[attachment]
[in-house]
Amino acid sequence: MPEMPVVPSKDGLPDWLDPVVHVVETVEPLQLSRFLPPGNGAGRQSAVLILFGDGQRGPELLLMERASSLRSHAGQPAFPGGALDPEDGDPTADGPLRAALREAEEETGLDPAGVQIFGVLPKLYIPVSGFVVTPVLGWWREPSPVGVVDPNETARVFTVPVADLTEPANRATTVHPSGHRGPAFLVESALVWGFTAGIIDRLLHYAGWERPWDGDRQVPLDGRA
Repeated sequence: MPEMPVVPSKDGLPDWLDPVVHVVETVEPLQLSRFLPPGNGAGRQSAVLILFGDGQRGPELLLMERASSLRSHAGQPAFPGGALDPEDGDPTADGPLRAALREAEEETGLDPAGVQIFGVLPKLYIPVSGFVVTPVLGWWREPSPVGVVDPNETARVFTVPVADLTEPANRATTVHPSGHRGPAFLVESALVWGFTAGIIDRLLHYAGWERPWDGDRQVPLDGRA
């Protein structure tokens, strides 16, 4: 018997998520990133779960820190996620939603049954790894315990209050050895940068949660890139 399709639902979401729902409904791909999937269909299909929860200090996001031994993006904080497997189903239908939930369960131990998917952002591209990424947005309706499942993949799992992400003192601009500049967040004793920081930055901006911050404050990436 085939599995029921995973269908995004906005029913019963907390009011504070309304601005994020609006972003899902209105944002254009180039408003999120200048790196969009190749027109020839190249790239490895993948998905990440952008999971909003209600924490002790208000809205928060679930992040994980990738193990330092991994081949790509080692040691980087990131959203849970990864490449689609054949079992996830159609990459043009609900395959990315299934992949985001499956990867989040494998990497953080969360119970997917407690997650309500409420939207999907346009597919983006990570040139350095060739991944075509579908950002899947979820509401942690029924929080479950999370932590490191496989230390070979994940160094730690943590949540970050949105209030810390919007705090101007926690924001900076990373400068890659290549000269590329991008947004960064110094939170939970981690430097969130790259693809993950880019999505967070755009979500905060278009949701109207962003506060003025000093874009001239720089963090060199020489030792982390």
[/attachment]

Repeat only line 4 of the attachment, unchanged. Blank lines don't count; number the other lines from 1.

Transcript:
């Protein structure tokens, strides 16, 4: 018997998520990133779960820190996620939603049954790894315990209050050895940068949660890139 399709639902979401729902409904791909999937269909299909929860200090996001031994993006904080497997189903239908939930369960131990998917952002591209990424947005309706499942993949799992992400003192601009500049967040004793920081930055901006911050404050990436 085939599995029921995973269908995004906005029913019963907390009011504070309304601005994020609006972003899902209105944002254009180039408003999120200048790196969009190749027109020839190249790239490895993948998905990440952008999971909003209600924490002790208000809205928060679930992040994980990738193990330092991994081949790509080692040691980087990131959203849970990864490449689609054949079992996830159609990459043009609900395959990315299934992949985001499956990867989040494998990497953080969360119970997917407690997650309500409420939207999907346009597919983006990570040139350095060739991944075509579908950002899947979820509401942690029924929080479950999370932590490191496989230390070979994940160094730690943590949540970050949105209030810390919007705090101007926690924001900076990373400068890659290549000269590329991008947004960064110094939170939970981690430097969130790259693809993950880019999505967070755009979500905060278009949701109207962003506060003025000093874009001239720089963090060199020489030792982390």